Snow-clearing and de-icing operations in movement area
Given the exceptional winter conditions that prevail in Québec, the removal of snow and ice from runways is of critical importance for aviation safety. Every year, some 1,300 tonnes of de-icer products is required to ensure proper maintenance of the movement areas at Montréal–Trudeau and Montréal–Mirabel airports.
To reduce the environmental impact of its operations, since 2011 ADM has been using sodium formate and potassium acetate at Montréal–Trudeau instead of urea to de-ice the aircraft movement area. Montréal–Mirabel airport will follow suit during the 2015–2016 winter season.
In addition, there are snow dump sites on airport lands for disposal of snow removed from roads, parking lots, aprons and movement areas. In the spring, water from the melting snow at these dumps drains into a sedimentation pond, where particles in the snow settle before the melt water is released into the storm drains. Following the enlargement of surfaces requiring snow removal and to respect its commitment to environmental protection, in 2011 and 2013 ADM performed work to enlarge the snow dumps at Montréal–Trudeau. This work required a total investment in excess of $5 million.
Recovery of glycol
Glycol, mixed with water, is used for aircraft de-icing. ADM has invested nearly $40 million in the construction of a de-icing centre at Montréal–Trudeau that allows glycol to be recovered via a system of underground pipes. In addition, de-icing trucks are equipped with state-of-the-art technology, including sensors, to achieve more targeted delivery of de-icer and increase its effectiveness. This reduces the quantity of de-icer used while ensuring compliance with the most stringent safety standards.
In 2012, ADM expanded the aircraft de-icing centre. An additional 32,500 m2 was added to the apron surface area. The centre can now accommodate up to eight aircraft at a time.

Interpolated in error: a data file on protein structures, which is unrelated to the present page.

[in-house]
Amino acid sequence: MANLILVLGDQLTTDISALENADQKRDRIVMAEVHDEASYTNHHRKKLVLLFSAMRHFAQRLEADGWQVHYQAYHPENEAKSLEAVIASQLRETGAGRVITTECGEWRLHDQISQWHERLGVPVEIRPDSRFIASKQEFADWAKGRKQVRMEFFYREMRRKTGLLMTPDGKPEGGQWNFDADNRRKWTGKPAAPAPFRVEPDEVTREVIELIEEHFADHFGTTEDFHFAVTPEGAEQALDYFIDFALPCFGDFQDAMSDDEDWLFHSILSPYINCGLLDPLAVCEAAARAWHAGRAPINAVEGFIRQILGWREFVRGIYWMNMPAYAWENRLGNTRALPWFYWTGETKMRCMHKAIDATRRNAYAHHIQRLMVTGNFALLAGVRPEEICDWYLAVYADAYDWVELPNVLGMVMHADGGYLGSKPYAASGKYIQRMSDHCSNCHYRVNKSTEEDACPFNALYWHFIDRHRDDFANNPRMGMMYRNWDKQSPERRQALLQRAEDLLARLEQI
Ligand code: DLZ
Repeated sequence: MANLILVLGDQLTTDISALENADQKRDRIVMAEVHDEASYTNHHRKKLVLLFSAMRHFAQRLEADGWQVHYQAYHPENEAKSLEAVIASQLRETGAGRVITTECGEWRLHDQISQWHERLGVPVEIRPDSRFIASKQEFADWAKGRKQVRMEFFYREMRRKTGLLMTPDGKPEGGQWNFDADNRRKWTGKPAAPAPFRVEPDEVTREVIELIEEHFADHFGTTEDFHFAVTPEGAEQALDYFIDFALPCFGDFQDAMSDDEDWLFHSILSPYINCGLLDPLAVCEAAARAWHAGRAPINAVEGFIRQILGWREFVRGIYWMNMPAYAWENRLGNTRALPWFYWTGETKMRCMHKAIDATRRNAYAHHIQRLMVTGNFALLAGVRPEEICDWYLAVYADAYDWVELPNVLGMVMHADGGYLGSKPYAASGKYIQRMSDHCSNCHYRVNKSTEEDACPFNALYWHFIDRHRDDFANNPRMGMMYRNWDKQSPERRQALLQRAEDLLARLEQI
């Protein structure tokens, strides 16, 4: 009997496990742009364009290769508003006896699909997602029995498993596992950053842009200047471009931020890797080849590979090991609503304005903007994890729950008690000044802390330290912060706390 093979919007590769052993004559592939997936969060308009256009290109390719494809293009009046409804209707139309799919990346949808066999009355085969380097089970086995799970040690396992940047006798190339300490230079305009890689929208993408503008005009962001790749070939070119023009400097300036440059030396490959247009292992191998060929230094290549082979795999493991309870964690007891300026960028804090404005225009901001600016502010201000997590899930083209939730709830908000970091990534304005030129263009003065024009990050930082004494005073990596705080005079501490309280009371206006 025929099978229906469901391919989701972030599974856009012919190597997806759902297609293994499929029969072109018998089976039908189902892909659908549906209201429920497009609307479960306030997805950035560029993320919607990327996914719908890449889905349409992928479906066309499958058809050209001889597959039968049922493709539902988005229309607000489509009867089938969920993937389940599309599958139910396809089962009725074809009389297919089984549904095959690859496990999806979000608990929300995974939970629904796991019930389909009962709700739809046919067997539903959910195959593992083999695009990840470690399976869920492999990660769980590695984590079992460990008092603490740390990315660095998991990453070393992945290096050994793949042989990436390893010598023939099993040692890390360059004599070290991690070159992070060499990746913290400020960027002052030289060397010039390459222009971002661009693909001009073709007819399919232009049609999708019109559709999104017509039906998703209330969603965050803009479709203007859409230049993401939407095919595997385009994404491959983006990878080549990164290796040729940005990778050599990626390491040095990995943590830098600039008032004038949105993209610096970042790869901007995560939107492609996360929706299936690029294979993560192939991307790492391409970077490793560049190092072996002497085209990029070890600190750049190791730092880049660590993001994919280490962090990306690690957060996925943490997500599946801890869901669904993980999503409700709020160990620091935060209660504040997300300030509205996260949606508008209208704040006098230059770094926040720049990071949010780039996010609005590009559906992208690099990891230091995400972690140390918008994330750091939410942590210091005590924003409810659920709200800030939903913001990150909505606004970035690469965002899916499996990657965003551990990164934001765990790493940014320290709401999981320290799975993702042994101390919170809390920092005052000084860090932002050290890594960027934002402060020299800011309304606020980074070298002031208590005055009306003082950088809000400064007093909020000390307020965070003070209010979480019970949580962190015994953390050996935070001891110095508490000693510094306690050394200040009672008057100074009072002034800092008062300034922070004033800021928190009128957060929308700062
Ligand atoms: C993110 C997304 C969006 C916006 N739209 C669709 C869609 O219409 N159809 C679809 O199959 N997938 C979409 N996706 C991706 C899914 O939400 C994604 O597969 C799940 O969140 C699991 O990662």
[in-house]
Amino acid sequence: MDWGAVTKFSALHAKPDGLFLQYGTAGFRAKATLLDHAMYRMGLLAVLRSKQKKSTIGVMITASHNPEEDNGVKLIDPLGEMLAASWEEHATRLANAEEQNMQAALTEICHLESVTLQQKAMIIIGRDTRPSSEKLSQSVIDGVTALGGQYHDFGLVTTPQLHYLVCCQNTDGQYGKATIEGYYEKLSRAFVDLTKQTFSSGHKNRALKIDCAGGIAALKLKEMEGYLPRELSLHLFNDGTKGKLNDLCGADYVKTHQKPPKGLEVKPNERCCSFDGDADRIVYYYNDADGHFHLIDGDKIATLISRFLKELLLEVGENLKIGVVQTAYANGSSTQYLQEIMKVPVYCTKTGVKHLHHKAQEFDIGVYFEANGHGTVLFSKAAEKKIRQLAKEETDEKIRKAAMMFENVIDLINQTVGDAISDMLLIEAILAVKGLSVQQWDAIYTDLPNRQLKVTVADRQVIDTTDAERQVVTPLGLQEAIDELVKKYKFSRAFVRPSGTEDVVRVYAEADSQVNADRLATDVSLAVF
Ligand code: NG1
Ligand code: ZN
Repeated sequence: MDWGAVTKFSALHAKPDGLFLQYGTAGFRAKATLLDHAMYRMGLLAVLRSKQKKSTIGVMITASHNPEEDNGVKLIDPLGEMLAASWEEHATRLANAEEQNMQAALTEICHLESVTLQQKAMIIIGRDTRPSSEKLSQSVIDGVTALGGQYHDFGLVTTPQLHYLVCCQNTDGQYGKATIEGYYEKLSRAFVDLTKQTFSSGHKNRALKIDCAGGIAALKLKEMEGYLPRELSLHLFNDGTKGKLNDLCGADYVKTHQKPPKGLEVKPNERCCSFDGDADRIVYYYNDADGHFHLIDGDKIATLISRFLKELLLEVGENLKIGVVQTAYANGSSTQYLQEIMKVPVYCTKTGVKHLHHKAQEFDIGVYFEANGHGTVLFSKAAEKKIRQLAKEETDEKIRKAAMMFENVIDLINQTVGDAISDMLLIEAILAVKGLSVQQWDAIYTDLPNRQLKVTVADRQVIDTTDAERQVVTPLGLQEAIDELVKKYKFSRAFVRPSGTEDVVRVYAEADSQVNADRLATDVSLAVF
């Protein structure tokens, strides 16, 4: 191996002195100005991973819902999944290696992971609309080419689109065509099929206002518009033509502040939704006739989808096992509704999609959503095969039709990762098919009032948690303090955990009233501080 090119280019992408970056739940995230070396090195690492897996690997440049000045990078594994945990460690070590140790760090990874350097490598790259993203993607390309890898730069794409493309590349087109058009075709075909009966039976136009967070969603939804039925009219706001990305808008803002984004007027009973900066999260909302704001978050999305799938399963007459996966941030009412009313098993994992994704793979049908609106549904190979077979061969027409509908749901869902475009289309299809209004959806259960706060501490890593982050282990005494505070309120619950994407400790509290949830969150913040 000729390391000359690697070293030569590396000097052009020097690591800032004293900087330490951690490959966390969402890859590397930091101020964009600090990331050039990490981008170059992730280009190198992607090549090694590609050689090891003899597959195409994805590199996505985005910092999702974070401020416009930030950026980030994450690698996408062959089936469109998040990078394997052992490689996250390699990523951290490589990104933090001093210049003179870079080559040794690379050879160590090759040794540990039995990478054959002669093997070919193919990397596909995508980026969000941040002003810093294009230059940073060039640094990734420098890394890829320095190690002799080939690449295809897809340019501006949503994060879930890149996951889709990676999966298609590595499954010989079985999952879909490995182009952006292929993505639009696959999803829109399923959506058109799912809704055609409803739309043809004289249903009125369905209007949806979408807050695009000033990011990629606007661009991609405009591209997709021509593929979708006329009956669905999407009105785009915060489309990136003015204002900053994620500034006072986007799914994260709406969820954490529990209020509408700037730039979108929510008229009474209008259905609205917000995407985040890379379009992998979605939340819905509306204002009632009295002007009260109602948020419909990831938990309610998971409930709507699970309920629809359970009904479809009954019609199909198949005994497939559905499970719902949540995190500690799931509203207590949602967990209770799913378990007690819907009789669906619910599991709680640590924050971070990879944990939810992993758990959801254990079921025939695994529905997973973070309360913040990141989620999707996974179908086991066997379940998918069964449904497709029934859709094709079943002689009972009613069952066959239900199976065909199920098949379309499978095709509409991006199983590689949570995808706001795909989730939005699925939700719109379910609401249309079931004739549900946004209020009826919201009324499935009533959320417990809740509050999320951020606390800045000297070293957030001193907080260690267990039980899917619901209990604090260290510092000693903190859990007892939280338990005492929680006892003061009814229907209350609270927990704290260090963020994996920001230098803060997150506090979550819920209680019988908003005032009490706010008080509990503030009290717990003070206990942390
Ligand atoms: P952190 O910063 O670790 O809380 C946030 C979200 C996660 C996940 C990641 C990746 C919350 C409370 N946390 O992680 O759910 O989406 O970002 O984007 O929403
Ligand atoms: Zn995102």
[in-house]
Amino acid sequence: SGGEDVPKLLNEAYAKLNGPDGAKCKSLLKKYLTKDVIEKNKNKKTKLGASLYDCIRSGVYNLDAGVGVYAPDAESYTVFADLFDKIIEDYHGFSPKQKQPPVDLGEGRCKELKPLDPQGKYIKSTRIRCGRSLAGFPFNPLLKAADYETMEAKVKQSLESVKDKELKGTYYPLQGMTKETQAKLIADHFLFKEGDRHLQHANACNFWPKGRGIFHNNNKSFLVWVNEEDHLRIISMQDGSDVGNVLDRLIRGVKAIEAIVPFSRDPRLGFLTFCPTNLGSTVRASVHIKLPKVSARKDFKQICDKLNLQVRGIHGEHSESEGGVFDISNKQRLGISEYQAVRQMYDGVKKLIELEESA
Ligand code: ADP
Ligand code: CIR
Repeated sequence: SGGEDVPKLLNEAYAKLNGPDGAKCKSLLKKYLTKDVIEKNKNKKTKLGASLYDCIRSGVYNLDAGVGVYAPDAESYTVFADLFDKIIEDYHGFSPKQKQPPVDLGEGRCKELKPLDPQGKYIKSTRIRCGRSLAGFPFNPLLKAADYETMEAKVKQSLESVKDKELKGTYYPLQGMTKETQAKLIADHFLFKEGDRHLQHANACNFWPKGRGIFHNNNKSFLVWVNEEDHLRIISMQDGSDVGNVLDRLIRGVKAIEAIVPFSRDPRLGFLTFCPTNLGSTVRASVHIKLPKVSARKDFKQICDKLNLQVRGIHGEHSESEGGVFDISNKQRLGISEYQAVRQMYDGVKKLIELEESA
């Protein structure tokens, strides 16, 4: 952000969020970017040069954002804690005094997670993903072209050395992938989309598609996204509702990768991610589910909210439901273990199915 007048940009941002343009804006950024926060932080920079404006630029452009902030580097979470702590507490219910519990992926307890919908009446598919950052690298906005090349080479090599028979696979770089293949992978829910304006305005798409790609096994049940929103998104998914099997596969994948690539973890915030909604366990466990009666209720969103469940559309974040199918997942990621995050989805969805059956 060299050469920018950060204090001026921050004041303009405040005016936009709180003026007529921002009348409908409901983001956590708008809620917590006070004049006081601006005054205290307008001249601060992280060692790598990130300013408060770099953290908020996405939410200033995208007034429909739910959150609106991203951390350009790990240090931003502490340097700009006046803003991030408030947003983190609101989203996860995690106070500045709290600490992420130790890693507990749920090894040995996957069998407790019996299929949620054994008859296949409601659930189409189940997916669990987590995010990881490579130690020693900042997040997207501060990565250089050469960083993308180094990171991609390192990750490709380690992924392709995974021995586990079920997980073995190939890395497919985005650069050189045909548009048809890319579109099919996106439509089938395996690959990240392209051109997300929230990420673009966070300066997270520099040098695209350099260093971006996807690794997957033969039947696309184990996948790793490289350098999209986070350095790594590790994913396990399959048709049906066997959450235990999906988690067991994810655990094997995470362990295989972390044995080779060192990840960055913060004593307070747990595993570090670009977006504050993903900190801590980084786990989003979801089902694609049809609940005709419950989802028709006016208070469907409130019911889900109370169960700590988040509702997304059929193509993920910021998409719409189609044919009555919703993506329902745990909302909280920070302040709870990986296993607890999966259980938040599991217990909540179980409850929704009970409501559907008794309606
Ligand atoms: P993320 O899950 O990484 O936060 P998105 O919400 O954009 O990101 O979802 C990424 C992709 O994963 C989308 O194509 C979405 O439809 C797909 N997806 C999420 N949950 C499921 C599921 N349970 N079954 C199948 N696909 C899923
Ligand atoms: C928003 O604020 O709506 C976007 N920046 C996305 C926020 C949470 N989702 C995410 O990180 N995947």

ADM and its partner Aéro Mag have implemented a system for collection and recycling of glycol so that it can be reused as de-icer. This aircraft de-icing product has been collected for years. A concentrator installed in March 2013 brings the glycol to a concentration of 50%. A distillation tower then brings the concentration to 99.5%. The glycol can then be recertified and reused for aircraft de-icing. This facility, which represents more than a $9 million investment by ADM, Aéro Mag and the airlines, was inaugurated on October 29, 2014. The project is a world first, and earned ADM a nomination for the 2015 Mercuriades competition organized by the Fédération des chambres de commerce du Québec.
In 2015, ADM has invested $15 million in the second phase of the project for the development of the concept of plans and specifications, as well as the realization of various projects of operational and environmental efficiency. The following improvement work was carried out to contain glycol inside the perimeter of the de-icing centre :
- Expand and waterproof the projected of existing snow dump;
- Contain and waterproof the south ditch of the de-icing centre;
- Intercept all foundation drains of the pavement structure of the apron and snow dump.
Monitoring of water and air quality
There are several watercourses on Aéroports de Montréal lands. To ensure their protection, ADM has implemented a program to monitor the quality of rainwater, sanitary sewer water and stormwater. Sampling programs are entrusted to external firms with the necessary credentials. More than 500 analyses are carried out annually on samples of stormwater collected for the different outlets of Montréal–Trudeau and Montréal–Mirabel. Periodic inspections are conducted to verify compliance with municipal water quality standards.
In addition, a variety of facilities exist to ensure protection of aquatic habitats. Parking lots are equipped with sediment traps to reduce the amount of suspended matter in stormwater runoff. Hydrocarbon interceptors are also used at aircraft refuelling pads to avoid serious consequences for the environment in the event of accidental spillage of fuel.
In addition, the City of Montréal has an air quality measuring station at Montréal–Trudeau, and the data is available on the City’s website (in French).